At-risk veterans & their healing dogs


Since 9-11 we have asked a great deal of our all-volunteer military. Over a decade of deployments to war zones make our present force the most combat-experienced ever, but sending individual troops on three, four, five or more combat tours levies immeasurable cost to them and their family.

It should be no surprise that we have a spike in the number of veterans with post traumatic stress disorder (PTSD) issues and traumatic brain injury (TMI), wounds that are not outwardly visible, and sometimes the care they receive just isn’t enough.

Our military gives them a token pension and squeezes them out like broken widgets. The Veterans Administration is trying, but their backlog in qualifying veterans for treatment benefits is measured in years.

Right here in Fayette County, a determined lady named Piper Hill is doing something about it, one veteran at a time. While she was an Army officer dealing with her own traumatic medical issues, her dog, Valentine, was her constant companion and sometimes her most powerful medication.

Now retired from the Army, Piper learned how to teach dogs to be a companion and helpmate for veterans with a psychiatric problem. She formed a non-profit tax-exempt company she named Healing4Heroes (H4H) and started to work on providing trained dogs to veterans considered to be a suicide risk.

At left, Piper Hill with her dog Valentine, now 18 years old. Photo/Submitted.

Piper finds her dogs at local animal pounds, often just hours before they are scheduled to be put down. To select dogs with suitable temperament, she plays with them, treating them as unruly children would, opening their mouth to look inside, pulling their tail, teasing them with a cat and so on to test their composure and tolerance.

Each dog has to go through the normal veterinarian process for shots, be spayed or neutered, boarded, fed, have a crate, ID tags, and any other conditioning needs.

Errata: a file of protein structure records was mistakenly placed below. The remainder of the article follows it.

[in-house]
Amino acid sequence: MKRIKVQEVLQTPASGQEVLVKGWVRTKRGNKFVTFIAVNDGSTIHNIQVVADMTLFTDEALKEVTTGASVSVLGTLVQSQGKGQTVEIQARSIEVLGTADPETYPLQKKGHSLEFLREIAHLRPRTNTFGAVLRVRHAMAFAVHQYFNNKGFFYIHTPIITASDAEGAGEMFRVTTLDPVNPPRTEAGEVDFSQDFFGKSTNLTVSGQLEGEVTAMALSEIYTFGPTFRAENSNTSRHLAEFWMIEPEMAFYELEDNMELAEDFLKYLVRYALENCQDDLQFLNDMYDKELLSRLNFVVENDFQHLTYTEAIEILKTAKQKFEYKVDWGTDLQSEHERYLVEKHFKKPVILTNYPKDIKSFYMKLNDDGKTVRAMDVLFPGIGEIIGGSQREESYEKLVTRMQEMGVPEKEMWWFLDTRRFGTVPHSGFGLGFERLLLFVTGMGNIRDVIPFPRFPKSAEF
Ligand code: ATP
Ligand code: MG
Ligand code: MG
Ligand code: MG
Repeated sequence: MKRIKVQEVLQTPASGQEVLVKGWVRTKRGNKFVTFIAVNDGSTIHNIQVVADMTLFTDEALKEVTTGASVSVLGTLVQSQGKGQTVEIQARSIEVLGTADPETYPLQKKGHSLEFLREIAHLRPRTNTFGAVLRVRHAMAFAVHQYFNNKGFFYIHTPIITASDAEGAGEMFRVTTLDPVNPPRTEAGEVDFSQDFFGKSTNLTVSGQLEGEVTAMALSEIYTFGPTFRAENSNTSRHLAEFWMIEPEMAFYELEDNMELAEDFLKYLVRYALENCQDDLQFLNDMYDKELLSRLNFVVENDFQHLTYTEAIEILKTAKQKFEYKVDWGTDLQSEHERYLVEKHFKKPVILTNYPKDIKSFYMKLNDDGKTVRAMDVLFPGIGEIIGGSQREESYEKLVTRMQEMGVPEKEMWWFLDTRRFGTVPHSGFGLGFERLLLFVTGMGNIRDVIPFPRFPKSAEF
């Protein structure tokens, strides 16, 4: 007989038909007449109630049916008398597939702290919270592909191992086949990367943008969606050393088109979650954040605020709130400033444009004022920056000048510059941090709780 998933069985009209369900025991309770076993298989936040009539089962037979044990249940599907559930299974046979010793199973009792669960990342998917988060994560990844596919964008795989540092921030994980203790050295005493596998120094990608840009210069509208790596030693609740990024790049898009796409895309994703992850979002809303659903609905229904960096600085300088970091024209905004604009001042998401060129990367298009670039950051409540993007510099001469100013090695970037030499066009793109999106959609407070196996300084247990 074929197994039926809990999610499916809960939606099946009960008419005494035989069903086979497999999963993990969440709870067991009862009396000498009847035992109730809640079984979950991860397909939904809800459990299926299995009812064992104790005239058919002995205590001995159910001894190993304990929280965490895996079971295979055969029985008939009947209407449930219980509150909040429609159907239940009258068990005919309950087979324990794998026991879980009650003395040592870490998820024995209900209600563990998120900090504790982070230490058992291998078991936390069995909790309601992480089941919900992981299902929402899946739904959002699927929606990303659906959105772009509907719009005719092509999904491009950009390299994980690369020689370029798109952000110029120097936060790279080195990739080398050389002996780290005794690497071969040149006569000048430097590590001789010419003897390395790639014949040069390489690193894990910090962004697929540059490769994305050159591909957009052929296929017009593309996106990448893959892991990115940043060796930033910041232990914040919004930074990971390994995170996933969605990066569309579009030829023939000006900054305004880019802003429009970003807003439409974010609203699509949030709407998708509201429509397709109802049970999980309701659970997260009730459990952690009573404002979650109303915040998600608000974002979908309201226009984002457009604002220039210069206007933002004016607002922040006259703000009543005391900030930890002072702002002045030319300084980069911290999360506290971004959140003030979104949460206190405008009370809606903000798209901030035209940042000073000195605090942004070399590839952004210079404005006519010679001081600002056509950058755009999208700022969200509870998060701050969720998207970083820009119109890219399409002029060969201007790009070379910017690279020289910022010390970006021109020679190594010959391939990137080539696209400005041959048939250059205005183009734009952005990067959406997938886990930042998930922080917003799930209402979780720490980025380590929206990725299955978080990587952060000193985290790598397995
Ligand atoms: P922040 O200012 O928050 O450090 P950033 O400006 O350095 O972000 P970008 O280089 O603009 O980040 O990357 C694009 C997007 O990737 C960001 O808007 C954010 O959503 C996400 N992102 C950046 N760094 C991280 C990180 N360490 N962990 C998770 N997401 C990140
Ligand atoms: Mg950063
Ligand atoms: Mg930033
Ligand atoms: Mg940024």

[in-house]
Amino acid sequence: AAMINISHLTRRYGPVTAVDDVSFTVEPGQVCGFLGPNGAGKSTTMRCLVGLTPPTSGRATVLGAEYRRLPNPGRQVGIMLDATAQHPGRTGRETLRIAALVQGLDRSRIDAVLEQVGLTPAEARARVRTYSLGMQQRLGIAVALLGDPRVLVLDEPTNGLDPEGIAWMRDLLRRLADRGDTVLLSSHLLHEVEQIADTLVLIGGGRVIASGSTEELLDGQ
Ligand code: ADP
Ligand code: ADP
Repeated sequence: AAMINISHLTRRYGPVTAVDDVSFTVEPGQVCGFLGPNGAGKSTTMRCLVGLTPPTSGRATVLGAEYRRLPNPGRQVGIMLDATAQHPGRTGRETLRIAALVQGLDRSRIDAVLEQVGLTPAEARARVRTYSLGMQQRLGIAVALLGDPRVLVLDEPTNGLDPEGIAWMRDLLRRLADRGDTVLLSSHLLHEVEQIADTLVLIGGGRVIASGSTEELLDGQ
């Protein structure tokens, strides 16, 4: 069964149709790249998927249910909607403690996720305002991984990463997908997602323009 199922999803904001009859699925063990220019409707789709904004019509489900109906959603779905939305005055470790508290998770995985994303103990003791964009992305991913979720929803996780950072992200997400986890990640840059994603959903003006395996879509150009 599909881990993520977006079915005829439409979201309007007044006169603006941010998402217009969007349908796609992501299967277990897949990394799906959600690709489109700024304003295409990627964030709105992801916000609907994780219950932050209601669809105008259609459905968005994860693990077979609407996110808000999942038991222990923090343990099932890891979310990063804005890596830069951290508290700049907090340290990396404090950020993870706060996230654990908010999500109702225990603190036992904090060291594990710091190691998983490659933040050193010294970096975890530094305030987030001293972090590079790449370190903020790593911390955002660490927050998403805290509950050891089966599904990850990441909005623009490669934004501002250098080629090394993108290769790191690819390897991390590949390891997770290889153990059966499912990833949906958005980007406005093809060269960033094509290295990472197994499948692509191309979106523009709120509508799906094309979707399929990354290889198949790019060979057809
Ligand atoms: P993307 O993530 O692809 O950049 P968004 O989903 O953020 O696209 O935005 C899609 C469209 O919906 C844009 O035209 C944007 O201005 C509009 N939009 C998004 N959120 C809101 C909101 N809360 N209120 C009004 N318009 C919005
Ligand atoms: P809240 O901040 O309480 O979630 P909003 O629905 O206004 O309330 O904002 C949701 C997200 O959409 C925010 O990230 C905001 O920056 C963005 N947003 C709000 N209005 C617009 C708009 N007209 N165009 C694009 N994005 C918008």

When the dog is ready to be trained, either Piper or another H4H trainer spend an entire week with the veteran and the dog.

They spend three days on American Kennel Club’s “Canine Good Citizen” program of 10 learned skills: accepting a friendly stranger, sitting politely for petting, sitting politely for grooming, walking on a loose lead, walking through a crowd, sitting down on command and staying in place, coming when called, reaction to another dog, reaction to distraction and supervised separation, which means leaving the dog with someone else.

At the end of these three days, the veteran has learned the method of training his own dog, important since dogs respond best to their trainer.

 The following four days of harder work teach the dog what the veteran uniquely needs, like be a faithful companion, wake them up from a nightmare or flashback, remind them to eat, nudge them to take their medication, interrupt an anxiety attack, get in and out of a car.

They also learn to stand post guarding the veteran’s personal perimeter; some combat vets in their hyper-vigilance don’t like people approaching too close unexpectedly, especially from behind even if they are just in line at a store paying at the cash register. For one veteran the comfort zone might be a three-foot perimeter, for another six feet, and the dog will stop someone approaching their limit by politely blocking the way, sitting to be petted.

At the end of the training week the veteran and dog are left to live together until the next step four months later, but in the interim H4H requires video clips and activity logs to make sure the veteran is following through.

Four months later Piper gathers a group of veterans with their dogs in Peachtree City for the final test to certify each dog as a Psychiatric Service Dog according to standards set in the Americans with Disabilities Act.

For these tests of canine behavior and following commands she wants a distracting public environment so she takes them where her veterans and dogs have been welcomed with open arms – special thank you shout-out to Target, Home Depot and Walmart.

When she does these certification tests, Piper says her standard is to expect perfection from each dog, and they do not disappoint.

H4H has veterans here in Georgia and all over the U.S. with their dogs, and one in Japan. Maybe you wonder how much help the dogs really deliver to the veterans.

At right, veteran Jon with service dog Jax. Photo/Submitted.